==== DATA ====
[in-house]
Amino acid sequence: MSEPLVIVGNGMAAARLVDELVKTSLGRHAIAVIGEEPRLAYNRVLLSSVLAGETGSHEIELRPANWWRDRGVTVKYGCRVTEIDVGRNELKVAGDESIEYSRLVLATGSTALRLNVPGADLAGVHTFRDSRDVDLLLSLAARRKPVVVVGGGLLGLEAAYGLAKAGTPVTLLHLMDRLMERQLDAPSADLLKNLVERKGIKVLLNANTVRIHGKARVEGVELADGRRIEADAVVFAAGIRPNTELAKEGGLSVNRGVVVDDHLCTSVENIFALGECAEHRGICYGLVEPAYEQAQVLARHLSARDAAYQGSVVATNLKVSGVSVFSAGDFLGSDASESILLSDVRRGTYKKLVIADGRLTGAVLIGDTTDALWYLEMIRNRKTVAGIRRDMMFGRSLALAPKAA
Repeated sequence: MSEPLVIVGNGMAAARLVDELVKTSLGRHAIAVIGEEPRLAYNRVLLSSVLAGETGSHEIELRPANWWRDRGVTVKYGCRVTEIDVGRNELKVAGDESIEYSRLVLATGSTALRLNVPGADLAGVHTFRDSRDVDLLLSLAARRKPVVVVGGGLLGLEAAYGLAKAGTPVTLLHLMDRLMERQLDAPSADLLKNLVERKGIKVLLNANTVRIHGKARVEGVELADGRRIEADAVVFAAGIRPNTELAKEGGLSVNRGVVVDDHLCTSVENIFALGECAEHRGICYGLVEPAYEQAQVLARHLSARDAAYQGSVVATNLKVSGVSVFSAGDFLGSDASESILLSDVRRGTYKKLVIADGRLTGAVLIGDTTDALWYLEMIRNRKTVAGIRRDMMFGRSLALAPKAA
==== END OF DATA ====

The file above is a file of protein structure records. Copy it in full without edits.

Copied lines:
[in-house]
Amino acid sequence: MSEPLVIVGNGMAAARLVDELVKTSLGRHAIAVIGEEPRLAYNRVLLSSVLAGETGSHEIELRPANWWRDRGVTVKYGCRVTEIDVGRNELKVAGDESIEYSRLVLATGSTALRLNVPGADLAGVHTFRDSRDVDLLLSLAARRKPVVVVGGGLLGLEAAYGLAKAGTPVTLLHLMDRLMERQLDAPSADLLKNLVERKGIKVLLNANTVRIHGKARVEGVELADGRRIEADAVVFAAGIRPNTELAKEGGLSVNRGVVVDDHLCTSVENIFALGECAEHRGICYGLVEPAYEQAQVLARHLSARDAAYQGSVVATNLKVSGVSVFSAGDFLGSDASESILLSDVRRGTYKKLVIADGRLTGAVLIGDTTDALWYLEMIRNRKTVAGIRRDMMFGRSLALAPKAA
Repeated sequence: MSEPLVIVGNGMAAARLVDELVKTSLGRHAIAVIGEEPRLAYNRVLLSSVLAGETGSHEIELRPANWWRDRGVTVKYGCRVTEIDVGRNELKVAGDESIEYSRLVLATGSTALRLNVPGADLAGVHTFRDSRDVDLLLSLAARRKPVVVVGGGLLGLEAAYGLAKAGTPVTLLHLMDRLMERQLDAPSADLLKNLVERKGIKVLLNANTVRIHGKARVEGVELADGRRIEADAVVFAAGIRPNTELAKEGGLSVNRGVVVDDHLCTSVENIFALGECAEHRGICYGLVEPAYEQAQVLARHLSARDAAYQGSVVATNLKVSGVSVFSAGDFLGSDASESILLSDVRRGTYKKLVIADGRLTGAVLIGDTTDALWYLEMIRNRKTVAGIRRDMMFGRSLALAPKAA